Played out. Thoughts about play in itself

By Albert Vinzens, February 2013

Play is neglected. It is taken away from children and thinkers are not interested in it.

© Sven Jungtow

The reference to play in itself initially follows a philosophical track. It is a reminder of Immanuel Kant who with his thing in itself sought to introduce a Copernican revolution in respect of the thinking. Such a revolution would in itself also be a good thing for play – here and now in Germany. During a car trip in the Alps, I recently saw a notice at the entrance to a mountain village with the depiction of a hedgehog. It said “Watch out” above the hedgehog. And below, it said in large letters: “Thank you from the Hedgehog Protection Society”. I’ll watch out, hedgehog, my friend, of course I’ll watch out, I thought as I drove on, but I don’t need the Hedgehog Protection Society for that. It suddenly seemed to me as if the hedgehog was on a mission for the Hedgehog Protection Society instead of for himself and his siblings. On this poster is seemed that it was not life which was the most important thing, but the institution behind it. 

Not just hedgehogs exist for their own sake

Not just hedgehogs but also play-happy children are faced by institutions which are not always well disposed towards them: neighbours demand quiet in their area at all times of the day and night. They would prefer to turn playgrounds into car parks for their cars. Teachers implacably set homework. No games after school! Stop that, if you please. Mums are also happy if their children’s clothes remain clean. Why play? Life, after all, is no game either – on the contrary. There comes a point where children no longer want to play, or go out or anything. It is like with the elephants: if they were tethered to a post at an early enough age, they remain standing quietly and dutifully next to the puny fastening even once they have turned into powerful giants.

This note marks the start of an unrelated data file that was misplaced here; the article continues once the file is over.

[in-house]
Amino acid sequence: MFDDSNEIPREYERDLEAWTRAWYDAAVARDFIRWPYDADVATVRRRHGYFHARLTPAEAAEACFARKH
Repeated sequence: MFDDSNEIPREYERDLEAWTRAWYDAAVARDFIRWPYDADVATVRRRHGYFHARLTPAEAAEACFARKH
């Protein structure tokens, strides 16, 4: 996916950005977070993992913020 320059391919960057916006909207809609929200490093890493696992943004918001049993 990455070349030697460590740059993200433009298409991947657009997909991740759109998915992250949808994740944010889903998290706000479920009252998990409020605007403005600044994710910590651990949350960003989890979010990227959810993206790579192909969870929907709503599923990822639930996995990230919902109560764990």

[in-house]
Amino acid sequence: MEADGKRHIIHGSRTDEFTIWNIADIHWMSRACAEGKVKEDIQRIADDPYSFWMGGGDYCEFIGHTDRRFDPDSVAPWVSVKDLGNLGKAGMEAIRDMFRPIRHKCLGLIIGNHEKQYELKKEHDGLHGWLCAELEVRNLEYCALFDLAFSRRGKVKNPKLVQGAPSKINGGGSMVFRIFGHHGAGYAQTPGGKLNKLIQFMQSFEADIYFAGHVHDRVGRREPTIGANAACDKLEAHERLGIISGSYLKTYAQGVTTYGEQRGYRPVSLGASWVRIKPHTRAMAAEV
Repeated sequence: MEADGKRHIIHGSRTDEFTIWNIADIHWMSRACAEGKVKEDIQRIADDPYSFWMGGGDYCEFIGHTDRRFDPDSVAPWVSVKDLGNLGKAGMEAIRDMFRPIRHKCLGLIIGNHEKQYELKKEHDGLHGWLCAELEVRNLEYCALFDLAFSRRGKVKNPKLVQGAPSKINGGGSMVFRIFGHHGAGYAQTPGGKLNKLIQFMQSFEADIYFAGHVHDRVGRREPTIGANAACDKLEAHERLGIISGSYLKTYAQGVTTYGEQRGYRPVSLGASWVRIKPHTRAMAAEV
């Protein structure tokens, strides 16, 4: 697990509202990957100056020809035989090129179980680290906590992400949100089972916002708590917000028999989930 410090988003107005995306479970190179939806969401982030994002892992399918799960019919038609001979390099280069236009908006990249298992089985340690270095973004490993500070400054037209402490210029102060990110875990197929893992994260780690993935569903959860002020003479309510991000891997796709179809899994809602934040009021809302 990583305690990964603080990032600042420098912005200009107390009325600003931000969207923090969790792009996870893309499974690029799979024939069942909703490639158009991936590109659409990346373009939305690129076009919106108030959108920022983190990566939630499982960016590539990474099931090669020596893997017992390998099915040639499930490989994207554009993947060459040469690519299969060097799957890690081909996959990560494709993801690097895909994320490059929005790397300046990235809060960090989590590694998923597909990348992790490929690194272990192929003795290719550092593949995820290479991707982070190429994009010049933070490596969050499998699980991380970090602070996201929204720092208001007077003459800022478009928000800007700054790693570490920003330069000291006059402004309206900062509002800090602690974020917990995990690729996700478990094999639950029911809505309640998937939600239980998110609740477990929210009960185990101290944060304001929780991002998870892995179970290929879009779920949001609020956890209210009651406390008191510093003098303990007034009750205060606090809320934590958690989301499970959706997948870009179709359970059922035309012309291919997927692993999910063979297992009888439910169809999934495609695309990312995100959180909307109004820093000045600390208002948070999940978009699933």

Play in our cities – and the situation is not much better in the country – is no longer a pleasure but miserably stressful. Keeping our children occupied with the wrong sorts of things robs them of time and pleasure. Instead of play they are told to sit still. Education right from the beginning means sitting still right from the beginning. In curricula play has degenerated into a springboard for learning. Playing and learning, it is claimed, are two sides of the same coin.

Developmental psychology all too often uses the concept of play to engage in academic soliloquies. The hymns of praise to play from neurobiologists are, in the light of day, hymns to neural networks. We are faced with the hedgehog protection syndrome. Be they professors, teachers or entrepreneurs – they are on a false mission. When they talk about play that is precisely what they are not talking about. But anyone who engages in holy things has no choice but to be selective.

Play beyond rules and regulations

Schools are institutions, kindergartens increasingly also. In the wake of all the regulations their vitality threatens to disappear while the rules grow. Their trouble meanwhile determines education from universities down to crèches. But students, pupils and small children are not machines, they are organisms, living individuals. Don’t they want to live, sometimes with rules, sometimes without, fast and wild, but also slowly and languorously, everything, now, completely? Is play not the greatest secret pleasure despite all the prophets of doom forecasting play fatigue? The greatest longing, statistically, of pupils today is the longing for time. Time is used up for learning, like the air in the rooms where such learning predominates. But time and space are the humus on which play thrives. Without these fundamental categories of life there is no play. Learning can be speeded up, optimised, corrupted.

Play works differently. Play is the maximum. Play is not gradable as suggested by “good – better – best” a.k.a. “play – learning – knowledge”. The time and space which is needed for play should be made available by schools without compromise. Play with its flexible rules entices the living in and around us to come out. School regulations – even if there are probably no longer as many as in Nietzsche’s time in Schulpforta, where they consisted of 247 paragraphs – do not as a rule do this.